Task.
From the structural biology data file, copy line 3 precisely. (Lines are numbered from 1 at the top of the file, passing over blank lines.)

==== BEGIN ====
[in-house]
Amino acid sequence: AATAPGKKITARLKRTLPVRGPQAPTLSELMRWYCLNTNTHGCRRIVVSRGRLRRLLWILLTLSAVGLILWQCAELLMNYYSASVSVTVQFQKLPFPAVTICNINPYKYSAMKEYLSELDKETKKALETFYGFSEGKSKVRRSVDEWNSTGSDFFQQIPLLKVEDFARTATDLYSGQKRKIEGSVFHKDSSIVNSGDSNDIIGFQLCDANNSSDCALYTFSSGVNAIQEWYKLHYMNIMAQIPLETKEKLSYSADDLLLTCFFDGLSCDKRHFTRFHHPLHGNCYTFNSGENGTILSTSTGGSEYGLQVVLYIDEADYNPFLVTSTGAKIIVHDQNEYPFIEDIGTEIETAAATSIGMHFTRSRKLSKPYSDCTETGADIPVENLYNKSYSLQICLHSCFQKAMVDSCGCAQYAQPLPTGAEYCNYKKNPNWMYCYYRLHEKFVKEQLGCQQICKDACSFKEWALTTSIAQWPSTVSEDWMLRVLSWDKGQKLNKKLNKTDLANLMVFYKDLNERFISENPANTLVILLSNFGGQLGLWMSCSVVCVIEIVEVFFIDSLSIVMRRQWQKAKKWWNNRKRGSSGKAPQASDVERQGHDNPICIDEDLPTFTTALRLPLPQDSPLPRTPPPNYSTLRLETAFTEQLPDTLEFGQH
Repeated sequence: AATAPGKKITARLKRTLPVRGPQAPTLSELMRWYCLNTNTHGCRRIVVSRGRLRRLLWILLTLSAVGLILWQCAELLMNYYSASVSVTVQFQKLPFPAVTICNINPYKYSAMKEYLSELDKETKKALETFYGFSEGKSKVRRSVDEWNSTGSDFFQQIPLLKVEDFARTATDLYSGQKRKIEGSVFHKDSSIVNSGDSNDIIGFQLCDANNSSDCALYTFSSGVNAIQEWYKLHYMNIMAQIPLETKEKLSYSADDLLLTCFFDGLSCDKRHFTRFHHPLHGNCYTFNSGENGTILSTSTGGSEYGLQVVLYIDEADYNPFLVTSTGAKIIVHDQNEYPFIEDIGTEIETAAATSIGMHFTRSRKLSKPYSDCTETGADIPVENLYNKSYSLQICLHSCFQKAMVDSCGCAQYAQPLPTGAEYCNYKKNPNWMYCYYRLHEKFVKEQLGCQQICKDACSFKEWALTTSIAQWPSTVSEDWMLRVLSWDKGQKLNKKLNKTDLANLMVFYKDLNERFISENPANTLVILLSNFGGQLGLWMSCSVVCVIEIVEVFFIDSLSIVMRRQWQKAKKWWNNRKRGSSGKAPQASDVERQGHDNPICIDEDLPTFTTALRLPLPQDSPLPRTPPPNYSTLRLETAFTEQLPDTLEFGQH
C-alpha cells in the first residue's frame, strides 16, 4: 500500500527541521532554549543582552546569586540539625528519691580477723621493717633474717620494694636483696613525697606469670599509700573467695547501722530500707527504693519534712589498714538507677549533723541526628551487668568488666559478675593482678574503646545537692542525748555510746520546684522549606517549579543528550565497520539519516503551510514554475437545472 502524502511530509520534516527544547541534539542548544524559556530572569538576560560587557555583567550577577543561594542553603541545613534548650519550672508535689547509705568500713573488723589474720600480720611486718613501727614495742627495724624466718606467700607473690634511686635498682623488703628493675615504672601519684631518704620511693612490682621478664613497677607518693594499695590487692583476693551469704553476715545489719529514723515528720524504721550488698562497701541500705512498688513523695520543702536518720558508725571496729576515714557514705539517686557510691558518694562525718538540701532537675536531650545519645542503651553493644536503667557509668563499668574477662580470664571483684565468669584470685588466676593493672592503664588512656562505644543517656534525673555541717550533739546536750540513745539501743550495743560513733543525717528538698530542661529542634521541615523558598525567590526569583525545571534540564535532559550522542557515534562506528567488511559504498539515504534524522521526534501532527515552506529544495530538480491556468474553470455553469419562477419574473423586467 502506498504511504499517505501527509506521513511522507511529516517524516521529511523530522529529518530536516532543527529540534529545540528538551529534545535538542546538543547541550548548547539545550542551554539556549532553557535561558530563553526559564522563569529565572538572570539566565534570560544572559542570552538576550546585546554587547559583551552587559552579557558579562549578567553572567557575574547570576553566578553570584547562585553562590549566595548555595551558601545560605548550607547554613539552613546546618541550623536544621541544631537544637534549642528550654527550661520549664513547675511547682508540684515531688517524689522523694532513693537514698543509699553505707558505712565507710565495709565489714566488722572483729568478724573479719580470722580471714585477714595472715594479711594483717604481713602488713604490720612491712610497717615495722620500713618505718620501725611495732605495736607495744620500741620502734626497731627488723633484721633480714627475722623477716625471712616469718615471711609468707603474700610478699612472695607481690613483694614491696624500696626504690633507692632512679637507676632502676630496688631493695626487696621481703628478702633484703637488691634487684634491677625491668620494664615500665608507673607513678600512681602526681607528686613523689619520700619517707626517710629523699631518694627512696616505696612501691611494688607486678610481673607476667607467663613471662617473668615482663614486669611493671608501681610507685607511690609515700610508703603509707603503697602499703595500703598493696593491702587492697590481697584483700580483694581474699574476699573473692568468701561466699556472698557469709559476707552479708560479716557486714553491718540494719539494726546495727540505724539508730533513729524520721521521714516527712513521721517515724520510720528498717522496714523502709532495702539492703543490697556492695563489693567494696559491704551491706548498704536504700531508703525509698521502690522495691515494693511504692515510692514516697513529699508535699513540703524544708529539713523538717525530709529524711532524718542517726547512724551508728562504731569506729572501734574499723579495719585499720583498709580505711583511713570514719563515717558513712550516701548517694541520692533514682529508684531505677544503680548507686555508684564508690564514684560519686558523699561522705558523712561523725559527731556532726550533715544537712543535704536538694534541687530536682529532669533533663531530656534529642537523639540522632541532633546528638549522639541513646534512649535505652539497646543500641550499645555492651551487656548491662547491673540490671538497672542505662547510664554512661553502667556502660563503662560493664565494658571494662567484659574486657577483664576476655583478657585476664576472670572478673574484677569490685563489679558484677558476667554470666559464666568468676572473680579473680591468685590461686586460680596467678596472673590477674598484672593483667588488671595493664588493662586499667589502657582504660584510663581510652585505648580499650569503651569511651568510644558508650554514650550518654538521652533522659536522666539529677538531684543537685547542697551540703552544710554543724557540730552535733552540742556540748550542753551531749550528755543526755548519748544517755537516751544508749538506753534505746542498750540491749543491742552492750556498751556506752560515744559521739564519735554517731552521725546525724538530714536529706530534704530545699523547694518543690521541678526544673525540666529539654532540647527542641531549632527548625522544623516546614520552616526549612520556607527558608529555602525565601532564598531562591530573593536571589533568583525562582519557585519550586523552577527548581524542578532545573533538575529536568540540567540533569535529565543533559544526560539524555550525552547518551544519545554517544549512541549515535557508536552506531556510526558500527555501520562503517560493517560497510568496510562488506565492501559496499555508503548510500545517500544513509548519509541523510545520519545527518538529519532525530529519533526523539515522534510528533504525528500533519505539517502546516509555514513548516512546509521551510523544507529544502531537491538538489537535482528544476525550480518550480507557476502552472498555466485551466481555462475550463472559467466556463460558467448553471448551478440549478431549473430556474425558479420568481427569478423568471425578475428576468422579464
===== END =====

Repeated sequence: AATAPGKKITARLKRTLPVRGPQAPTLSELMRWYCLNTNTHGCRRIVVSRGRLRRLLWILLTLSAVGLILWQCAELLMNYYSASVSVTVQFQKLPFPAVTICNINPYKYSAMKEYLSELDKETKKALETFYGFSEGKSKVRRSVDEWNSTGSDFFQQIPLLKVEDFARTATDLYSGQKRKIEGSVFHKDSSIVNSGDSNDIIGFQLCDANNSSDCALYTFSSGVNAIQEWYKLHYMNIMAQIPLETKEKLSYSADDLLLTCFFDGLSCDKRHFTRFHHPLHGNCYTFNSGENGTILSTSTGGSEYGLQVVLYIDEADYNPFLVTSTGAKIIVHDQNEYPFIEDIGTEIETAAATSIGMHFTRSRKLSKPYSDCTETGADIPVENLYNKSYSLQICLHSCFQKAMVDSCGCAQYAQPLPTGAEYCNYKKNPNWMYCYYRLHEKFVKEQLGCQQICKDACSFKEWALTTSIAQWPSTVSEDWMLRVLSWDKGQKLNKKLNKTDLANLMVFYKDLNERFISENPANTLVILLSNFGGQLGLWMSCSVVCVIEIVEVFFIDSLSIVMRRQWQKAKKWWNNRKRGSSGKAPQASDVERQGHDNPICIDEDLPTFTTALRLPLPQDSPLPRTPPPNYSTLRLETAFTEQLPDTLEFGQH